There may not be clearly marked designations in the field of “music”. So, it’s always important to have a day job which guarantees a stable income. That way you’re securing a good income along with honing your passion.

Also, it’s crucial to make and maintain contacts if you’re a part of the creative field. You ought to attend workshops, socialize, etc, which not everyone would like.

What kind of a person, do you think, would be content in music?

First of all, you have to have a hankering to teach. Teaching is definitely not easy, but if you possess patience, are open to new ideas and strive to grow, you’d be happy doing this.

You should be able to connect with students and be empathetic since not everyone’s pace is the same as others.

If you’re an “out of the box ideas” kind of a person and know how to introduce new teaching techniques, you’ll thrive in this field.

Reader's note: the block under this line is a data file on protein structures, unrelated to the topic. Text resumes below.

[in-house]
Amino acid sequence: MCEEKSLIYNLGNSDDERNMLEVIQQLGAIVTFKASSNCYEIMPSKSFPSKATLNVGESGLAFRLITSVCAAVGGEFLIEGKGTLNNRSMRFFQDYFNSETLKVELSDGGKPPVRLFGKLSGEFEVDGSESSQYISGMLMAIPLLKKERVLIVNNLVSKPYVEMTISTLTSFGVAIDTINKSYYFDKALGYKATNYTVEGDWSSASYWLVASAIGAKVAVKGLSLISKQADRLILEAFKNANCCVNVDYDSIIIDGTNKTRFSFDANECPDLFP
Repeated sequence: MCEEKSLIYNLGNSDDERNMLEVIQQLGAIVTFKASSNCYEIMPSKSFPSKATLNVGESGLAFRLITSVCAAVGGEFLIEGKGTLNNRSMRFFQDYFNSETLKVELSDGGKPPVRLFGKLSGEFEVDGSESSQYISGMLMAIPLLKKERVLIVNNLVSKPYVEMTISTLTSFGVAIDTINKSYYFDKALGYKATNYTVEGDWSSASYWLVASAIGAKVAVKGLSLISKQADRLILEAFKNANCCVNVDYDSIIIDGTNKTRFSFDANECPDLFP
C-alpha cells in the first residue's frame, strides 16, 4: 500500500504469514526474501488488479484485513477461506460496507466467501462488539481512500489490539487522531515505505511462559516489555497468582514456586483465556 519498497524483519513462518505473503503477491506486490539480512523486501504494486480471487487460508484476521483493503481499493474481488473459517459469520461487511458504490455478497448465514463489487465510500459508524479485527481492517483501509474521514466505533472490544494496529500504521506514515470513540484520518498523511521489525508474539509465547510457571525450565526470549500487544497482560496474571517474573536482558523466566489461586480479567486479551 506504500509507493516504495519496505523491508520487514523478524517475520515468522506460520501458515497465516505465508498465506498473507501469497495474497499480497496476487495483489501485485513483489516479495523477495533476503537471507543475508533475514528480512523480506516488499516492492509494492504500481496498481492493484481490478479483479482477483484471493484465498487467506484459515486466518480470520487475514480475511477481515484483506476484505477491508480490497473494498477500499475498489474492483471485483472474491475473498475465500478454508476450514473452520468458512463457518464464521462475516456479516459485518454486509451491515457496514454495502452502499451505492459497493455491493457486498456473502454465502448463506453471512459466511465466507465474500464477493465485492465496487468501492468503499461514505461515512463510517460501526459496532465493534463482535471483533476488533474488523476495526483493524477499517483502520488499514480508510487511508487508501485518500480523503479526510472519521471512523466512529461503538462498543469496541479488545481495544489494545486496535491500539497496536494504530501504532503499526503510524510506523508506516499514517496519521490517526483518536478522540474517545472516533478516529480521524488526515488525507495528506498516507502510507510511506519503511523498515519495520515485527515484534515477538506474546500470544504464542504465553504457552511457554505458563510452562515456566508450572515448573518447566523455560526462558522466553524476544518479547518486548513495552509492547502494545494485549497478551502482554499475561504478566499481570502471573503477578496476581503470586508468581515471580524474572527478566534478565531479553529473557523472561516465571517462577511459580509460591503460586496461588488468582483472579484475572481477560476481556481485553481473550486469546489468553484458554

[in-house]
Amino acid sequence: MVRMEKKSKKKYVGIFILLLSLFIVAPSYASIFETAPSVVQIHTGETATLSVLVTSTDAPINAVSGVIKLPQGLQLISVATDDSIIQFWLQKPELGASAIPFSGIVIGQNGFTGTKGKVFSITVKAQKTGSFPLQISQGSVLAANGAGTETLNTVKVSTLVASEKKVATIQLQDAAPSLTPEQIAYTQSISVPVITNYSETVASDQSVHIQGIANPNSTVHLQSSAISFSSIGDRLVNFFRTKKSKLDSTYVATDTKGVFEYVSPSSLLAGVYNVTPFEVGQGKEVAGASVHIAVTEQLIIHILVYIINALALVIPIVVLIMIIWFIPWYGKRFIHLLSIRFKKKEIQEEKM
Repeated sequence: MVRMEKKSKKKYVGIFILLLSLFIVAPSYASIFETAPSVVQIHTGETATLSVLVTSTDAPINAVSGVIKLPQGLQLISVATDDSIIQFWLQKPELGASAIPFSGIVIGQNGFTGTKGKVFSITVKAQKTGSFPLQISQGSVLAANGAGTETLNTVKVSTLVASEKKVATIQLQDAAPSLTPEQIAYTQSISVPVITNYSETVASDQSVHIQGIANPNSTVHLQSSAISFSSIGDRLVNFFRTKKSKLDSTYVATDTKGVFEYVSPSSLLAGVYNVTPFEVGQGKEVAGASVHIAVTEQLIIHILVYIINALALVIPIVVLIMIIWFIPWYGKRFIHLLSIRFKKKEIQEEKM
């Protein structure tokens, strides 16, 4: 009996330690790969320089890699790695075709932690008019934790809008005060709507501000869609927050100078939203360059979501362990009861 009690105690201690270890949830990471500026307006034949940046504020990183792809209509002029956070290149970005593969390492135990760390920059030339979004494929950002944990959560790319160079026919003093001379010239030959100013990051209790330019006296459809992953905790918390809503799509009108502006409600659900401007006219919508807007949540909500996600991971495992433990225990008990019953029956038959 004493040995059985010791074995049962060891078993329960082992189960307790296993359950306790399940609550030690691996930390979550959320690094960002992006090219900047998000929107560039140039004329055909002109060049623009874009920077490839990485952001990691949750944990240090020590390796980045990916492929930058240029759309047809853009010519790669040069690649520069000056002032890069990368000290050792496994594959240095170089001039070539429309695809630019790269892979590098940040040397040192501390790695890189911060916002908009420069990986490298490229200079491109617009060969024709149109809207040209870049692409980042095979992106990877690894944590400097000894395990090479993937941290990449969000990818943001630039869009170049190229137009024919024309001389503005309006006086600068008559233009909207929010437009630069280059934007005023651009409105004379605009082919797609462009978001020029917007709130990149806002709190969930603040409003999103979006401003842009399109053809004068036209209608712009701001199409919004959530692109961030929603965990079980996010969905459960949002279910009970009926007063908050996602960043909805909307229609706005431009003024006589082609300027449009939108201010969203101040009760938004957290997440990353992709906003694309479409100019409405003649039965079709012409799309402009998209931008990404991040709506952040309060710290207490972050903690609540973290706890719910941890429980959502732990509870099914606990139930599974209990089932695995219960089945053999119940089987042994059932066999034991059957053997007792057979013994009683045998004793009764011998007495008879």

The same applies to music. I’ll stress on the word “patience” while I’m talking about it. Making a career out of music is arduous and exhausting. It can be a slow process however dedicated you are and might not assure a very stable source of income. So, if you’re the kind of person who doesn’t rush into things, tremble under pressure and keeps trying, you’ll be pretty content with the way you’re doing.

Given another choice, what would you do differently as far as your professional selections are concerned?

I don’t think I’ve ever considered changing my career selections. I think that’s majorly because I’ve pursued my passion. I can never get bored of teaching! And then there’s music too.

The fact that I can never cease to grow and transform as an individual with respect to my career has made me so sure of my choices.

What advice would you offer to students or professionals who are just starting their journey on a path similar to yours?

Master the art of patience and endurance. Try to bridge the gap between your passion and profession like I did. It’s possible. Don’t settle for anything short of your interests.

If you liked this article, you may also like to check out our conversation with RJ Naman who is also a Musician.